Elefant warns people to exercise extreme caution when e-greeting cards enter your inbox and to open messages only from people you know. If you have any doubt, he warned, don't open the message.
The number of e-greetings sent this time of year typically doubles compared with the rest of the year. In October, for instance, visits to sites managed by American Greetings, where there are e-cards for holidays or birthdays, increased 66 percent over September, according to ComScore figures. That was the second-highest traffic increase for any Web site in October, ComScore reported.
Crooks are exploiting what security professionals like to call "social engineering," Elefant said. Because humans are social beings, they're more likely to open an e-mail they think is from a friend or family member than something unfamiliar.
"Social engineering is more prevalent this time of year because people want to click on an Internet greeting card or get a better deal at a store online. So it's more prevalent this time of year, and this year it's more prevalent than anytime it's ever been."
People also are helping the crooks more than before.
The growth of social networking sites like Facebook, MySpace and even YouTube are helping cybercriminals target computer users.
"There's more personal information about people online at these sites," Elefant said. At YouTube, for instance, many people who post videos also include a picture of themselves along with other personal information, such as an e-mail address.
A crook may then send a message to that user and write, "Hey, I saw your video at YouTube about skateboarding. If you want a new skateboard, come check out the deals at my site."
Elefant said this is a common technique used by sexual predators but increasingly is being used for financial scams.
Another reason for the online crime wave, according to the Harris survey, is that few people adequately secure their computers. The survey found that 74 percent of people do not install a hardware firewall and 53 percent don't use a software firewall. Only 22 percent have installed a proper suite of security software, according to the survey.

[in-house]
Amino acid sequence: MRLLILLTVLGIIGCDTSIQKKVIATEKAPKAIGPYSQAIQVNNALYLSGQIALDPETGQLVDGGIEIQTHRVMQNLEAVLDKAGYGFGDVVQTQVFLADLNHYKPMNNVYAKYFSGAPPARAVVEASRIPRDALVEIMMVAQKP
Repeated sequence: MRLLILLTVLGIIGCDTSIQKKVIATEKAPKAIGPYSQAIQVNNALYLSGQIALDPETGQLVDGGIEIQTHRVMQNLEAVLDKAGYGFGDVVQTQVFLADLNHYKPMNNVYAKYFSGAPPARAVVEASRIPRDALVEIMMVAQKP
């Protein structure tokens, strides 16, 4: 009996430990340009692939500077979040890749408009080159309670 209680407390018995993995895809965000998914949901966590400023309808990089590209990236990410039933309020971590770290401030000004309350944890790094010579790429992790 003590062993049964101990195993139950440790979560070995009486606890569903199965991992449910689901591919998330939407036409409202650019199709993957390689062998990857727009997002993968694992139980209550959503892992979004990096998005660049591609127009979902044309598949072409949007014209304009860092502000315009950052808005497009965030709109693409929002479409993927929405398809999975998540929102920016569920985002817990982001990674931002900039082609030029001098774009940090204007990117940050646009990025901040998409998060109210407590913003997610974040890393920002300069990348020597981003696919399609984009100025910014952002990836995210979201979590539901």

HOW TO AVOID ONLINE SCAMS
—Purchase items through well-known retailers you can contact via phone if necessary.
—Check for a little yellow lock at the bottom right corner of your browser window when making a purchase. This indicates a secure transaction.
—Check bank and credit card statements frequently for suspicious transactions.
—Never give out personal financial information in response to an e-mail, including charity donations. Contact a charity directly on how to make an online donation.
—Do not click on links to Web sites embedded in e-mails. These links can direct a user to a phony e-commerce site that looks like a legitimate site.
—Use a separate e-mail account for online shopping. You can get free e-mail accounts through Google, Microsoft and Yahoo.
—Make sure your security software is up to date. If you use Wi-Fi, make sure your wireless network is secure.
—If you think you are the victim of a "phishing" scam or online identity theft, go to the Federal Trade Commission's help site at www.consumer.gov/idtheft.
SOURCES: ZoneAlarm, McAfee
(c) 2006, Chicago Tribune.
Visit the Chicago Tribune on the Internet at http://www.chicagotribune.com/
Distributed by McClatchy-Tribune Information Services.